Replacement of Afghanistan's leader linked to peace talks
One of the stumbling blocks to an Afghan peace settlement may have been removed with the replacement of Babrak Karmal as the leader of Afghanistan. Lt. Gen. Mohammad Najibollah replaced Mr. Karmal on Sunday, a move some analysts say is clearly designed to ease the way toward a negotiated settlement of the Afghan conflict.
Mr. Karmal, diplomats say, was so closely identified with the 1979 Soviet invasion and occupation of Afghanistan, that a political settlement was virtually impossible so long as he stayed in power.
However, there are other obstacles to bringing peace to the embattled country, diplomats say. It remains to be seen, they say, whether General Najibollah will seek a negotiated settlement or pursue a military victory over the Afghan guerrillas who are seeking to overthrow Kabul's communist regime.
The changeover came the day before indirect UN-sponsored talks between Afghanistan and Pakistan to hammer out a settlement resumed Monday in Geneva.
Karmal's resignation as general secretary of the People's Democratic Party of Afghanistan was ostensibly ``on health grounds,'' according to official statements from Kabul. But the Soviet Union, which reportedly has over 100,000 troops in Afghanistan propping up the communist government, is widely thought to have been dissatisfied with him.
But the official Bakhtar news agency expressed the party's ``gratitude'' and praised Karmal, who was installed as Afghan leader shortly after the 1979 Soviet invasion. The praise was echoed by the Soviet news agency Tass, suggesting to some diplomats that Karmal is not in disgrace. He stays in the largely ceremonial post of President and in the Communist Party Politburo.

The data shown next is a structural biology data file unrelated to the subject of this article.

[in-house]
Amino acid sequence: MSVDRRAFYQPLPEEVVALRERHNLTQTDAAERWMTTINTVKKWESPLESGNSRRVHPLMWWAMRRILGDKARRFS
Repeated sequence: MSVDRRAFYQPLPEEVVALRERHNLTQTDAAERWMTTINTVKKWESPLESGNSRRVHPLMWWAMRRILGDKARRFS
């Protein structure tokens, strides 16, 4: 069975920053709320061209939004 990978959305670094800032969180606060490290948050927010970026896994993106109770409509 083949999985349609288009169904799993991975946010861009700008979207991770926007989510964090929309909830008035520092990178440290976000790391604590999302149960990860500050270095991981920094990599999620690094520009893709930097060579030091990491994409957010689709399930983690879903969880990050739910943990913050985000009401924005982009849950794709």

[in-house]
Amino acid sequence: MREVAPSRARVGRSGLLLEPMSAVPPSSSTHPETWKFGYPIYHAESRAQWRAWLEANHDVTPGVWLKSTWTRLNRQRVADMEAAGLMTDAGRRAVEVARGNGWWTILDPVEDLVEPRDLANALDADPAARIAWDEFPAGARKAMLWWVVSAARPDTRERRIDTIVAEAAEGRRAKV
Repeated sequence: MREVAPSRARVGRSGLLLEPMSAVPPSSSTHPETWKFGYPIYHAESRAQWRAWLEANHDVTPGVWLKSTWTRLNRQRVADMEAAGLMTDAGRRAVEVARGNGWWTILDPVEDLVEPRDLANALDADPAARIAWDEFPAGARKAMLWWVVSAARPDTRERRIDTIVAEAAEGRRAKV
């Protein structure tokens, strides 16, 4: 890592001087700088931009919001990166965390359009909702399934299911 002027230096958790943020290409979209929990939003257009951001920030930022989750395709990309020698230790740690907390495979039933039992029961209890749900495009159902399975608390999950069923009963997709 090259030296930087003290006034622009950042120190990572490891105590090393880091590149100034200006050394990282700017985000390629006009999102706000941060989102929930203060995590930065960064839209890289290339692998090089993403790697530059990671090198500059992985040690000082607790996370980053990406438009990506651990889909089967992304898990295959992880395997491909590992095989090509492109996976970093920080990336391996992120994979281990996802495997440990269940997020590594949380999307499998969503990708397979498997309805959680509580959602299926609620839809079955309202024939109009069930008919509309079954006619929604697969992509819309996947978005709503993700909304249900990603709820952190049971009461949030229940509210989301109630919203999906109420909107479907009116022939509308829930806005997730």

Karmal had just returned from a month-long stay in Moscow for medical treatment. He had missed an important ceremony marking the April 27, 1978, communist takeover in Kabul, reportedly because of illness.
Nevertheless, the Kremlin had clearly distanced itself from Karmal in the 14 months since Soviet leader Mikhail Gorbachev came to power. Western diplomats here say the deciding voice in choosing Najibollah as his successor clearly was Russian, not Afghan.
One diplomat dismissed Najibollah as a ``puppet,'' the same term often applied to Karmal.
For some time, the private calculation of Pakistani officials has been that the Kremlin viewed Karmal as expendable, and would dump him if necessary in order to extricate itself from Afghanistan. But diplomats say it is unclear whether Moscow is ready to withdraw its troops from the country. Many diplomats say that is absolutely necessary in order for a settlement to be reached.
``There are 3 million refugees in Pakistan, and they will not go until the Soviet Army goes. That is the basic problem,'' a diplomat says. Indeed, one Afghan guerrilla leader told reporters on the eve of the latest round of negotiations, ``We will not lay down our weapons until the last Soviet soldier has left Afghanistan.''
Mr. Gorbachev, as well as other Soviet officials, have repeatedly spoken of their willingness to withdraw the Red Army troops from Afghanistan. Soviet forces, along with the Afghan Army, claim to have scored some significant military victories against the rebels recently.
Najibollah himself quickly pledged to step up the fight against Muslim guerrillas in order to end the conflict in Afghanistan. He will bring with him experience as the former head of the Afghan secret police, the ``Khad''. (He gave up the post last December.) The agency, under his leadership, made notable headway in infiltrating guerrilla ranks and stemming guerrilla infiltration from Pakistan.
Najibollah himself is known as a deft political gamesman, especially adept at playing tribal and ethnic ties to his advantage. He is a member of the Pushtun ethnic group. Yet he is a member of the Parcham faction of the ruling Communist Party, which is often at odds with the Pushtun-dominated Khalq faction.
Recent articles in the Soviet press have criticized the party -- and, by inference, former leader Karmal -- for failing to ``broaden'' the Afghan ``revolution'' by including diverse elements.